Rental licensing scheme planned to root out sub-standard accommodation in Jersey

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THE government plans to introduce a licensing regime for all rental properties to root out sub-standard accommodation in Jersey.

Environment Minister Jonathan Renouf said he would be lodging a proposition in the new year, asking States Members to back his plans.

The previous Assembly debated several propositions relating to the regulation of private rented dwellings, including attempts to introduce a licensing system. The most recent of those, in July 2021, was defeated by just a single vote.

Deputy Renouf said his proposal would aim to ensure that minimum standards were adhered to and that tenants and their families were living in safe homes.

Under such a scheme, each rented dwelling would require a licence, with government officers able to withhold or withdraw a licence if a property was deemed to be unsafe.

Deputy Renouf said: ‘We have a significant problem with unsafe and squalid private rented dwellings in Jersey and we simply cannot stand by and allow that to continue.

‘Poor-quality housing has knock-on effects in terms of physical and mental health, educational attainment and general life chances and opportunities.’

Deputy Renouf added that he had had a ‘very reasonable and positive’ discussions with the Jersey Landlords’ Association on his plans and he was confident that the reasons why previous attempts to introduce licensing had failed had been addressed.

He added: ‘As minister, I have the legal duty to improve private rental dwellings. I have three options before me: do nothing, introduce a rental property registration scheme, or introduce licensing.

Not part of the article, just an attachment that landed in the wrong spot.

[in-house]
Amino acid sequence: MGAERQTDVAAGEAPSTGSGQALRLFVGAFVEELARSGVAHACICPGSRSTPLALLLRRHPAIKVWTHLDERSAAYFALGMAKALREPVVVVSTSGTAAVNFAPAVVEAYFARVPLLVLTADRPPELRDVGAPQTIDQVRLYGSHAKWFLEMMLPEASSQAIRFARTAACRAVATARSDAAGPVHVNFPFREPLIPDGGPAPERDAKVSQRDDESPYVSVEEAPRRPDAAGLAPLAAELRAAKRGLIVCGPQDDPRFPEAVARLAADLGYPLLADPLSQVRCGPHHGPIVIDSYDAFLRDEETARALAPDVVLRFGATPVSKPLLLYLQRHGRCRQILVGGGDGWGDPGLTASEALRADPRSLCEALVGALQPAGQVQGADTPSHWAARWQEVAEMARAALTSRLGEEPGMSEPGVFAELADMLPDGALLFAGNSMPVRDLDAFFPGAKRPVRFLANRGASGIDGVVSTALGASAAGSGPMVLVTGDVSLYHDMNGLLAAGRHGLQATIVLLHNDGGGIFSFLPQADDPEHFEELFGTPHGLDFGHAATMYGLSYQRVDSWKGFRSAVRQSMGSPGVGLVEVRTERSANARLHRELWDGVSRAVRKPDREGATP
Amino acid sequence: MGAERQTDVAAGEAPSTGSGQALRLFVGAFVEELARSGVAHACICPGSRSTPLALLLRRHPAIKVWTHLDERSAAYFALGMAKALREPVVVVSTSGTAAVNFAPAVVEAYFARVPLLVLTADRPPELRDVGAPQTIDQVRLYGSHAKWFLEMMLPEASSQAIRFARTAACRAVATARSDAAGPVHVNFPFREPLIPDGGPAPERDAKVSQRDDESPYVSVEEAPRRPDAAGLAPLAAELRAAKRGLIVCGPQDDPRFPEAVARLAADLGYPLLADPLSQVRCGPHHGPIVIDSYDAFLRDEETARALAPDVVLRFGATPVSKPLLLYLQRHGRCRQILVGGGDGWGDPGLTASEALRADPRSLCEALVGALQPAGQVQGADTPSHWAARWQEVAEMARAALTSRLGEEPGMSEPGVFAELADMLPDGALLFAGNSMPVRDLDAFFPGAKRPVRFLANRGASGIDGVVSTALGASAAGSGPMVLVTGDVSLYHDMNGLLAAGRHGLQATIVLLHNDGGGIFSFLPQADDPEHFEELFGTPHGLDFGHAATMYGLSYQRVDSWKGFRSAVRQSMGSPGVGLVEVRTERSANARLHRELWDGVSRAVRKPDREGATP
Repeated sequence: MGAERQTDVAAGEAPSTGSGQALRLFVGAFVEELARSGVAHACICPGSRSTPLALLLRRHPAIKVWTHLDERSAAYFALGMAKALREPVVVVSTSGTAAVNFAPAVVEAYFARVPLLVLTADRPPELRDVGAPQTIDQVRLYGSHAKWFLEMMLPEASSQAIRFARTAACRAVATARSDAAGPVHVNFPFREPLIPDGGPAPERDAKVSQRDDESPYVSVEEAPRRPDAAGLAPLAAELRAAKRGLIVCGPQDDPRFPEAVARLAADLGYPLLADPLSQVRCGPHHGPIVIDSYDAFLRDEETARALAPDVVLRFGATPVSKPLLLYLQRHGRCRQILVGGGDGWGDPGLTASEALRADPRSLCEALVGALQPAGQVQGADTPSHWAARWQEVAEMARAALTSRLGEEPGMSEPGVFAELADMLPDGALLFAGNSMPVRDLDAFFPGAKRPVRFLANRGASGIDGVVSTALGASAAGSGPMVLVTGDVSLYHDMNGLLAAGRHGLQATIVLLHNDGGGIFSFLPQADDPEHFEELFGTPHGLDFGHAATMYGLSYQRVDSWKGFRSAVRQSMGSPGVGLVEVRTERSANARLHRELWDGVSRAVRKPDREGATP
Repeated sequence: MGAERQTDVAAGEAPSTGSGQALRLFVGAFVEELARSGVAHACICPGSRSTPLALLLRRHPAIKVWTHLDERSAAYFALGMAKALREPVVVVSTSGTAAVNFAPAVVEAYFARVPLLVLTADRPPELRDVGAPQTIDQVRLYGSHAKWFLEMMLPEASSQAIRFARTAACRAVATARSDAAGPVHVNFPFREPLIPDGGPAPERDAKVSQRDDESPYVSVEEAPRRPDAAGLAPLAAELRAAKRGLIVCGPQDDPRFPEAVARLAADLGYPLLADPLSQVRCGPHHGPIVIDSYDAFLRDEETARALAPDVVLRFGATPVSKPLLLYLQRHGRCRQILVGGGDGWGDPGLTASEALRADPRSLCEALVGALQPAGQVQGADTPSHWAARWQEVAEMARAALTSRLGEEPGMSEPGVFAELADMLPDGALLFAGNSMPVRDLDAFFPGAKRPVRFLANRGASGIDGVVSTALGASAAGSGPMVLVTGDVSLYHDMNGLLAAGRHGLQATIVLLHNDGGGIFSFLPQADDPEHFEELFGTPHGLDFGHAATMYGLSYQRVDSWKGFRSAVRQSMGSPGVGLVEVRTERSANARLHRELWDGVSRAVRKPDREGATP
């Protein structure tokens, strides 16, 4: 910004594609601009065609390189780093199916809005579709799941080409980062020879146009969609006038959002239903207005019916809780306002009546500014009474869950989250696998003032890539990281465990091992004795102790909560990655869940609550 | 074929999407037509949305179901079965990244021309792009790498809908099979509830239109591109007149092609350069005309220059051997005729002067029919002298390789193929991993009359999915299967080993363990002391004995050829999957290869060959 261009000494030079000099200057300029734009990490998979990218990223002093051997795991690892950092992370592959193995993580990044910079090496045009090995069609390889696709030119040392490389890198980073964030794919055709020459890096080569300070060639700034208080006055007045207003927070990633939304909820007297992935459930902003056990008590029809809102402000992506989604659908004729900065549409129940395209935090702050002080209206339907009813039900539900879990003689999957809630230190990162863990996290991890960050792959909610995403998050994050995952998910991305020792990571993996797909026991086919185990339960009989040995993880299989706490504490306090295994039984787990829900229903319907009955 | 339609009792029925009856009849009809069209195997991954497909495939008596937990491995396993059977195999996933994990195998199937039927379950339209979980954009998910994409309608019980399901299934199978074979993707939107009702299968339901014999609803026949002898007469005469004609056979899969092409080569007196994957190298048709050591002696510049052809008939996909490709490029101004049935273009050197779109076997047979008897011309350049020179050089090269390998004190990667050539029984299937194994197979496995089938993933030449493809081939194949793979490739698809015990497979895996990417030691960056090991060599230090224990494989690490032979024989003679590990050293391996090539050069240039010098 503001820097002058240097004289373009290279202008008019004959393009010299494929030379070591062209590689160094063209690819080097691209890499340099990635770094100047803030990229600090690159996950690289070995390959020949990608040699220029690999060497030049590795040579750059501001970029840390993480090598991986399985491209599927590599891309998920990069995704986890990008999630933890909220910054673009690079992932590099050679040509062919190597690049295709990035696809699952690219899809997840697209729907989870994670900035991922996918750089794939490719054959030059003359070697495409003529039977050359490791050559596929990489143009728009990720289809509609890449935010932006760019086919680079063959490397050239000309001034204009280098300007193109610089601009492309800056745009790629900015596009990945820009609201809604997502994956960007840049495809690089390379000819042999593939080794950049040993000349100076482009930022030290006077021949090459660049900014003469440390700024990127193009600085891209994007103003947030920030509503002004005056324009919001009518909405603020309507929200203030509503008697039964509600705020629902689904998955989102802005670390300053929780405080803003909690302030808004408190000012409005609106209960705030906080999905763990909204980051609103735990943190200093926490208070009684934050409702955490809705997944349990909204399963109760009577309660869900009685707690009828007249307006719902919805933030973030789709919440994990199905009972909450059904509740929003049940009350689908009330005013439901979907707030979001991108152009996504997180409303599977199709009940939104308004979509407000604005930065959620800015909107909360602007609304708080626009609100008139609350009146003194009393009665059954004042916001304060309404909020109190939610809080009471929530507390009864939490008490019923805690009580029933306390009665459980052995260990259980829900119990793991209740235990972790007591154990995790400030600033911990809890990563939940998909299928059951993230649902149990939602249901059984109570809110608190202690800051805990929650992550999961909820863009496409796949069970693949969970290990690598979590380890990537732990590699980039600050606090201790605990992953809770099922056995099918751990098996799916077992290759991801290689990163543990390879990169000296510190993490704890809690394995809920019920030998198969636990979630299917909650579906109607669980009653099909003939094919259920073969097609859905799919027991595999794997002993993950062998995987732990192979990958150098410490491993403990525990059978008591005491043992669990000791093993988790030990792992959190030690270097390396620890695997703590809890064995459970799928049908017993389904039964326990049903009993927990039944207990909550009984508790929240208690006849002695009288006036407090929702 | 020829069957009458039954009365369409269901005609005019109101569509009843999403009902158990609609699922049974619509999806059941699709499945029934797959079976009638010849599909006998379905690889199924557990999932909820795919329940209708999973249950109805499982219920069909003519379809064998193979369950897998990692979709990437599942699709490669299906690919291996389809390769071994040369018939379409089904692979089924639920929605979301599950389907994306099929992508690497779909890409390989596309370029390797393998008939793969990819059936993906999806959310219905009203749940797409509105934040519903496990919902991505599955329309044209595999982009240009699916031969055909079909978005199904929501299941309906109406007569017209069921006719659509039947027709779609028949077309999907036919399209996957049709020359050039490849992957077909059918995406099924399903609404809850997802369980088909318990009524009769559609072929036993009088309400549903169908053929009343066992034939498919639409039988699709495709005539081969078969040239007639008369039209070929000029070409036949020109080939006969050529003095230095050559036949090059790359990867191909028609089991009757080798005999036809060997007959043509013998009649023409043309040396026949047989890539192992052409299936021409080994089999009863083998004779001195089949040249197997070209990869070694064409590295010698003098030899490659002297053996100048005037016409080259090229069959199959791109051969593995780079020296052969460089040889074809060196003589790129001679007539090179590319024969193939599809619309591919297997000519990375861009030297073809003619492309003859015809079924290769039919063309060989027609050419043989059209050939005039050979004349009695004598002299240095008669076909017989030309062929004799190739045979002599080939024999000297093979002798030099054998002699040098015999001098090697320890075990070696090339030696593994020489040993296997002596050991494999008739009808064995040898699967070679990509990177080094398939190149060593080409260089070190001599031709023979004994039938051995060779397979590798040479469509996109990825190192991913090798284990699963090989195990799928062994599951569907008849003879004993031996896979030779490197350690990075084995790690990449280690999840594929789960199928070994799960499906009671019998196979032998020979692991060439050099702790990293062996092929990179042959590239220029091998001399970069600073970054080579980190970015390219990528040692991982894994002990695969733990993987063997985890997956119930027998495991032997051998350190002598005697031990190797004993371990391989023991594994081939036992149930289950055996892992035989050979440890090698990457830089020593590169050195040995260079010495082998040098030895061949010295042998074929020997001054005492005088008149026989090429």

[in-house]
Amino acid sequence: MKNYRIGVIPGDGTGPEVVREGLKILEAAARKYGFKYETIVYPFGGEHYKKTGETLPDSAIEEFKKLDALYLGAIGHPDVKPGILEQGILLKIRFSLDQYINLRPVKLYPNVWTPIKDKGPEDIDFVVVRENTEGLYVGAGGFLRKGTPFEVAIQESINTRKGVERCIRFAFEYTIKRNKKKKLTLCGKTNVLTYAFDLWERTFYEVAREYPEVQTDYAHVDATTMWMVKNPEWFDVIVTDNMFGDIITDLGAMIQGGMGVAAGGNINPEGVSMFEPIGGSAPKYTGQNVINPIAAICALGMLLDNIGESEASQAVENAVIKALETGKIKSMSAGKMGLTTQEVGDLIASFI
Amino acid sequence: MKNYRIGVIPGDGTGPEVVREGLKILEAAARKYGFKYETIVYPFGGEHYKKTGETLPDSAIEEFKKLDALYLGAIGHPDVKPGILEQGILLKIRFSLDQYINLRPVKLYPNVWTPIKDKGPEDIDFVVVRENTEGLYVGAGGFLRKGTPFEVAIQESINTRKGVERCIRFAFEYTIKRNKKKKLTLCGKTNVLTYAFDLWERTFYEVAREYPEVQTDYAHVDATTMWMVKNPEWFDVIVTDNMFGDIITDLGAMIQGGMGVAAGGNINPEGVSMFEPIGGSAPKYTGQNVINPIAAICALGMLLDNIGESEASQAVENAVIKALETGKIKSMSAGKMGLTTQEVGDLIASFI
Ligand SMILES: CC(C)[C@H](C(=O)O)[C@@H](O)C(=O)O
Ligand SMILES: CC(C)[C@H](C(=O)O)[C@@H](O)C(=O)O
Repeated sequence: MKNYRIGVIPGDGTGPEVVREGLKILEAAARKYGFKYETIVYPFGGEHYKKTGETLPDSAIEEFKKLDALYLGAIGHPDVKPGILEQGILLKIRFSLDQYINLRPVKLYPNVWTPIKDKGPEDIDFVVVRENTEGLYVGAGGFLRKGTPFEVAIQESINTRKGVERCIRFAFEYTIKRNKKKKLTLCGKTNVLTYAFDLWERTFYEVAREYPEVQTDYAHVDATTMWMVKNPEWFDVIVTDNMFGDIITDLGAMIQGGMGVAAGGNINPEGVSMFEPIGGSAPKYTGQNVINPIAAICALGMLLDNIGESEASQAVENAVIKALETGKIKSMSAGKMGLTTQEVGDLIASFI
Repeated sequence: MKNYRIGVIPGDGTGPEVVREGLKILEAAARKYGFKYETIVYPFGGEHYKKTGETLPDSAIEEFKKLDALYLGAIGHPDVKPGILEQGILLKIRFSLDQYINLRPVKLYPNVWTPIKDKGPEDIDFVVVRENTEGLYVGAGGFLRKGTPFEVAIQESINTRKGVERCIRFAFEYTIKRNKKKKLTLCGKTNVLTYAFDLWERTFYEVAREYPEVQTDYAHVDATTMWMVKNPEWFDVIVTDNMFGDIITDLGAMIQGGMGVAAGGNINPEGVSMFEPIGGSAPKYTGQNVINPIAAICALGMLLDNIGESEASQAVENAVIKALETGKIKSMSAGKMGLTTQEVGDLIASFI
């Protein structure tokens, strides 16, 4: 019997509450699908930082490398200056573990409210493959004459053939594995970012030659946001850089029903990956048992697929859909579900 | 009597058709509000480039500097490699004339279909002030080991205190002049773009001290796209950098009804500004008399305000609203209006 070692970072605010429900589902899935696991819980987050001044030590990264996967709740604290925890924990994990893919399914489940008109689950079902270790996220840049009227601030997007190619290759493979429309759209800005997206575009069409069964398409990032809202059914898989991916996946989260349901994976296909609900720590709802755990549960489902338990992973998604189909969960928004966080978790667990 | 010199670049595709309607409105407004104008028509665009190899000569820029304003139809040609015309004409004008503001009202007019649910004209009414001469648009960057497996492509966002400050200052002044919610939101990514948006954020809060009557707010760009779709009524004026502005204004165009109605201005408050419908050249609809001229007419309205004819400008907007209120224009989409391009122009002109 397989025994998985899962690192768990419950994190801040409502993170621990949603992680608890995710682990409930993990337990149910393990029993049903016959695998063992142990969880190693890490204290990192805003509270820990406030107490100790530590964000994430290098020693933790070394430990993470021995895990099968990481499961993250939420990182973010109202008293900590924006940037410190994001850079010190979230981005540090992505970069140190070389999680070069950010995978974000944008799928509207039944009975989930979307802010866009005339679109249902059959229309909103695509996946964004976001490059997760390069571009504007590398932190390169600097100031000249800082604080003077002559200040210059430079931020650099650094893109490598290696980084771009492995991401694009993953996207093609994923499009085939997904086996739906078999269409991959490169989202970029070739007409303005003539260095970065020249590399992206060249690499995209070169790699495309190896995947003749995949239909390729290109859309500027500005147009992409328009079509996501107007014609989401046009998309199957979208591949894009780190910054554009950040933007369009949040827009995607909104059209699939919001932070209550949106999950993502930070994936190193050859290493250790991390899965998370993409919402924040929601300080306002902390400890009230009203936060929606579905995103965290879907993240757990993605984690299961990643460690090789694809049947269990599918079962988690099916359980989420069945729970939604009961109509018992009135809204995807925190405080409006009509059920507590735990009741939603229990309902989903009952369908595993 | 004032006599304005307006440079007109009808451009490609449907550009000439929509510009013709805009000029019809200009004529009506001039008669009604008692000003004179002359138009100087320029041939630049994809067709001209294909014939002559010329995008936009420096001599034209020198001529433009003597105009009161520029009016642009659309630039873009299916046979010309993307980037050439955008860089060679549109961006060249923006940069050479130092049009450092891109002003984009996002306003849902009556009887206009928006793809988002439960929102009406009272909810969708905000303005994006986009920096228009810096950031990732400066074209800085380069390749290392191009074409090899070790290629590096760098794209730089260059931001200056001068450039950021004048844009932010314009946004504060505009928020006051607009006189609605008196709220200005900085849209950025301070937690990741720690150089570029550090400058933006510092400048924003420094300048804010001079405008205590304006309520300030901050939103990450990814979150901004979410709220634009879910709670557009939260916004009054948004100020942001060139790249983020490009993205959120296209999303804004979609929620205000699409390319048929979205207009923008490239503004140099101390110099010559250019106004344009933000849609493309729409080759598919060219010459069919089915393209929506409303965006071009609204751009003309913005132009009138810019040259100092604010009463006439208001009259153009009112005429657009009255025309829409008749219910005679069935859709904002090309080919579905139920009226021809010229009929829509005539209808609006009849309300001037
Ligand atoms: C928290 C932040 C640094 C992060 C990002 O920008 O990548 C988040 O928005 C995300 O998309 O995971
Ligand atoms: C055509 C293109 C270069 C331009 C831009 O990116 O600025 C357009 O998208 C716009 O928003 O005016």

‘The advantage of the latter is that it allows me to remove a licence without the need to prosecute. It is a sensitive tool to deal with potential breaches of safety, while prosecution through the courts is, in this case, more of a blunt tool.

‘Licensing also gives a landlord the possibility of continuing to rent while they make the necessary improvements.

‘Critically, we already have the officers in place to enforce the standards. We need to be proactive because tenants are often reluctant to make a formal complaint for fear of losing their accommodation.

‘It is important to say that there will be no more people employed and the new regime comes at no extra cost.’

Concern over extra costs – including the possible introduction of a licence fee, which could be passed on to tenants – was one of the reasons why Members rejected previous attempts to start licensing rented homes.

On the issue of fees, he said the charge to landlords would be in the region of £30 a year.

Deputy Renouf added: ‘I hope to continue with positive discussions with the JLA and other stakeholders to refine the proposition further. My whole approach has been conciliatory, but the key issue is that we have significant issues with the quality of private rented dwellings in Jersey, and we need to address that.’

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